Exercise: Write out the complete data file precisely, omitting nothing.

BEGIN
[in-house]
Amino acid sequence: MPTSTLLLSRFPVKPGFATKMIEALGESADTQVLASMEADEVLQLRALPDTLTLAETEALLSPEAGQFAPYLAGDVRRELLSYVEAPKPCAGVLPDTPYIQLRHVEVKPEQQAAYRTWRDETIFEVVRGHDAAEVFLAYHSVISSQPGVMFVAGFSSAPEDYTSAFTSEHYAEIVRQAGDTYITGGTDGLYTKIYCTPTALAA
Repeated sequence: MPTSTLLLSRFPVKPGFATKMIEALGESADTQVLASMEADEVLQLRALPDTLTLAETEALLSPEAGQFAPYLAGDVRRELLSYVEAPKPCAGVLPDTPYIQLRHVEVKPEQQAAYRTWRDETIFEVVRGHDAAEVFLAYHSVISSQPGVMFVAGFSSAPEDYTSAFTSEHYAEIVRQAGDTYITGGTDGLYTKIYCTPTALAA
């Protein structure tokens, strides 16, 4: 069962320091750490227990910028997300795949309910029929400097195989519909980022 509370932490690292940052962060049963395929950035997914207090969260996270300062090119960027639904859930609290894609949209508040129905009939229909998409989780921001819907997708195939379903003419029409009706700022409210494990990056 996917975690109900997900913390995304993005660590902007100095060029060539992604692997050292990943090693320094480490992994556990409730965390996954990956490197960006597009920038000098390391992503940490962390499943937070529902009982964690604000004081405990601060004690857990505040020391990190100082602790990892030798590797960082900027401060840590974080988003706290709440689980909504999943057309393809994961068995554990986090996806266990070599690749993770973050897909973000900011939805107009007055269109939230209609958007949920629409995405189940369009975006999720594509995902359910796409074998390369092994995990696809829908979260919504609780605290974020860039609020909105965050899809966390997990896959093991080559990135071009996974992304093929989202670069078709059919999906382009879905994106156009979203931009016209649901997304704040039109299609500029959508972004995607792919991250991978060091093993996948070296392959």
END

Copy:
[in-house]
Amino acid sequence: MPTSTLLLSRFPVKPGFATKMIEALGESADTQVLASMEADEVLQLRALPDTLTLAETEALLSPEAGQFAPYLAGDVRRELLSYVEAPKPCAGVLPDTPYIQLRHVEVKPEQQAAYRTWRDETIFEVVRGHDAAEVFLAYHSVISSQPGVMFVAGFSSAPEDYTSAFTSEHYAEIVRQAGDTYITGGTDGLYTKIYCTPTALAA
Repeated sequence: MPTSTLLLSRFPVKPGFATKMIEALGESADTQVLASMEADEVLQLRALPDTLTLAETEALLSPEAGQFAPYLAGDVRRELLSYVEAPKPCAGVLPDTPYIQLRHVEVKPEQQAAYRTWRDETIFEVVRGHDAAEVFLAYHSVISSQPGVMFVAGFSSAPEDYTSAFTSEHYAEIVRQAGDTYITGGTDGLYTKIYCTPTALAA
């Protein structure tokens, strides 16, 4: 069962320091750490227990910028997300795949309910029929400097195989519909980022 509370932490690292940052962060049963395929950035997914207090969260996270300062090119960027639904859930609290894609949209508040129905009939229909998409989780921001819907997708195939379903003419029409009706700022409210494990990056 996917975690109900997900913390995304993005660590902007100095060029060539992604692997050292990943090693320094480490992994556990409730965390996954990956490197960006597009920038000098390391992503940490962390499943937070529902009982964690604000004081405990601060004690857990505040020391990190100082602790990892030798590797960082900027401060840590974080988003706290709440689980909504999943057309393809994961068995554990986090996806266990070599690749993770973050897909973000900011939805107009007055269109939230209609958007949920629409995405189940369009975006999720594509995902359910796409074998390369092994995990696809829908979260919504609780605290974020860039609020909105965050899809966390997990896959093991080559990135071009996974992304093929989202670069078709059919999906382009879905994106156009979203931009016209649901997304704040039109299609500029959508972004995607792919991250991978060091093993996948070296392959």